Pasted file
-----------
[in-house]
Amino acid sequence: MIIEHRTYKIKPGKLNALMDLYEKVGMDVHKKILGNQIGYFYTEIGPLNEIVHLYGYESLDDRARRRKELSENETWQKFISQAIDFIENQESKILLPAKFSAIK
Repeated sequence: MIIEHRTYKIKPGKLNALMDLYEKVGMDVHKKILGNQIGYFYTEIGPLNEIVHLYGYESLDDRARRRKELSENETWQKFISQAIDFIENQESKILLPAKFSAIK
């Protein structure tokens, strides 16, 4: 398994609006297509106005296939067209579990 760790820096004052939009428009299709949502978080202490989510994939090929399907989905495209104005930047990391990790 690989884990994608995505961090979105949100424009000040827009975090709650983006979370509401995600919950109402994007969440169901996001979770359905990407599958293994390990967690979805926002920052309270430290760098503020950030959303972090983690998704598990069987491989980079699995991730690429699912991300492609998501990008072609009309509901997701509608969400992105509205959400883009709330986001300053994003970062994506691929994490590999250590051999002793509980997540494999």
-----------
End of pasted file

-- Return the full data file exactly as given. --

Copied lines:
[in-house]
Amino acid sequence: MIIEHRTYKIKPGKLNALMDLYEKVGMDVHKKILGNQIGYFYTEIGPLNEIVHLYGYESLDDRARRRKELSENETWQKFISQAIDFIENQESKILLPAKFSAIK
Repeated sequence: MIIEHRTYKIKPGKLNALMDLYEKVGMDVHKKILGNQIGYFYTEIGPLNEIVHLYGYESLDDRARRRKELSENETWQKFISQAIDFIENQESKILLPAKFSAIK
């Protein structure tokens, strides 16, 4: 398994609006297509106005296939067209579990 760790820096004052939009428009299709949502978080202490989510994939090929399907989905495209104005930047990391990790 690989884990994608995505961090979105949100424009000040827009975090709650983006979370509401995600919950109402994007969440169901996001979770359905990407599958293994390990967690979805926002920052309270430290760098503020950030959303972090983690998704598990069987491989980079699995991730690429699912991300492609998501990008072609009309509901997701509608969400992105509205959400883009709330986001300053994003970062994506691929994490590999250590051999002793509980997540494999």